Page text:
Making the Most of Spring Mentoring

Ending Strong by Remaining Curious - How to make the most of Spring Mentoring

“What we want to tell, we wish our friend to have curiosity to hear.”  Samuel Richardson

Mentor and MenteeThree weeks in April and four in May: there are only seven more visiting opportunities before the school year concludes, and your communication with your mentee takes a summer break. With the end drawing near, your mentee could be experiencing a variety of positive and negative emotions, such as pressure to improve grades, excitement about end­of-year activities, anxiety about summer unknowns, and so on. Sometimes physical and emotional weariness – from the mentee or the mentor –can lead to those “dial-tone days” when visits feel flat and unrewarding. How can you keep your relationship progressing and satisfying for you both?

Dr. Julia Pryce tells us the key is mentor attunement, defined as the adult capacity to remain curious about a child. The idea of curiosity naturally makes us think of asking questions. While well-placed open-ended questions can play an important part, remaining curious refers more to creating safety and interest around what the mentee has to say. Dr. Pryce advises that we can improve our attunement through keeping these five skills in mind1:

Active listening – expressing interest or appreciation for the mentee’s sharing, repeating back what you heard, allowing the mentee to name the feeling (although sometimes you may need to help with the words), remaining compassionate and nonjudgmental, allowing the mentee time to think.

Maintaining eye contact – giving undivided attention, turning toward your mentee and keeping open posture, sitting at your mentee’s level.

Identifying and responding to mentee’s nonverbal as well as verbal cues – “Hmm, you seem to be frowning. I wonder why?” or, “My, that’s a heavy sigh,’ or “I noticed you’re looking out the window a lot,” or “Wow, you have a big smile today!”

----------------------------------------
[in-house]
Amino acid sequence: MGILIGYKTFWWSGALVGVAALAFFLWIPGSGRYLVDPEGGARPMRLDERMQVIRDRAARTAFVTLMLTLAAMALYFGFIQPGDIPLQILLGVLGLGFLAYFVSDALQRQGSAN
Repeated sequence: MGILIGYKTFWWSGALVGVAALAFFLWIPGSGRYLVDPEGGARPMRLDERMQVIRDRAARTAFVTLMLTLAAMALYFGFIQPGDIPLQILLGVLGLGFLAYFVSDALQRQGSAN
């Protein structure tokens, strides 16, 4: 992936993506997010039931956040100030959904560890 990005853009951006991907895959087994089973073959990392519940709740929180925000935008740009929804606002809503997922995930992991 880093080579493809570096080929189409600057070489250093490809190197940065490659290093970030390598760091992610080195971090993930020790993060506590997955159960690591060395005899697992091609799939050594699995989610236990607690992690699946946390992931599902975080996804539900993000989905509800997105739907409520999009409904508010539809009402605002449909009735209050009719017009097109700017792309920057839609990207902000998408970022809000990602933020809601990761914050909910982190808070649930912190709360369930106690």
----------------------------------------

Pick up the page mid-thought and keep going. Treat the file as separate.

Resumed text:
Maintaining flexibility – discussing and trying to honor requests to switch days or end an activity in favor of another one.

Soliciting youth ideas regarding activities – Consider mapping out with your mentee how s/he would like to spend the remaining seven visits. You could ask the question just like that, or offer two or three choices, or put the ideas on strips of paper for the mentee to draw, or take turns deciding for the next time. Need some fresh ideas?

Try one of these:

1http://chronicle.umbmentoring.org/314/

Here are a few other tips to ending strong this year.

Seedling's Promise Heart

  • Stay true to your commitment by visiting every week.
  • Take time to celebrate. Plan a time to talk with your mentee about the highlights of your year together.
  • Realistic promises are best. Example: “I really, really hope we get to continue in September.”
  • Observe program rules and boundaries; avoid bending them just to keep your mentee engaged.
  • Next month’s Mentor Minute will offer more ideas about issues that can arise in May.
  • Get input from your Mentor Director. S/he is always glad to hear from you.

Looking forward to a wonderful spring,  a great Mentor Appreciation Event next month, and we are always thankful for you!

~Seedling’s Promise Staff

 

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Seedling – The People’s Choice!

Seedling Foundation and Bright Giant Creative Group

Seedling Foundation and Bright Giant Creative Group

Seedling Foundation was recently chosen to receive a custom video from a professional production company as part of Lights. Camera. Help. nonprofit’s “Reel Change Film Frenzy” competition and festival.

We were honored to be one of ten Austin nonprofits chosen, but really had no idea what was involved.  It turned out to be a fun and extremely rewarding experience! Our production company was Bright Giant Creative Group, and Jason and Christina Smith and Angelique Harkin were joys to work with.  They only had a few days to pull together script, participants, filming, scoring and post-production.  It was amazing!

The big day of the “Reel Change Film Frenzy” arrived, and it was standing room only at Alamo Drafthouse – Slaughter Lane.  Aaron Bramley, Co-Founder and Executive Director of Lights. Camera. Help. opened the program and the videos began.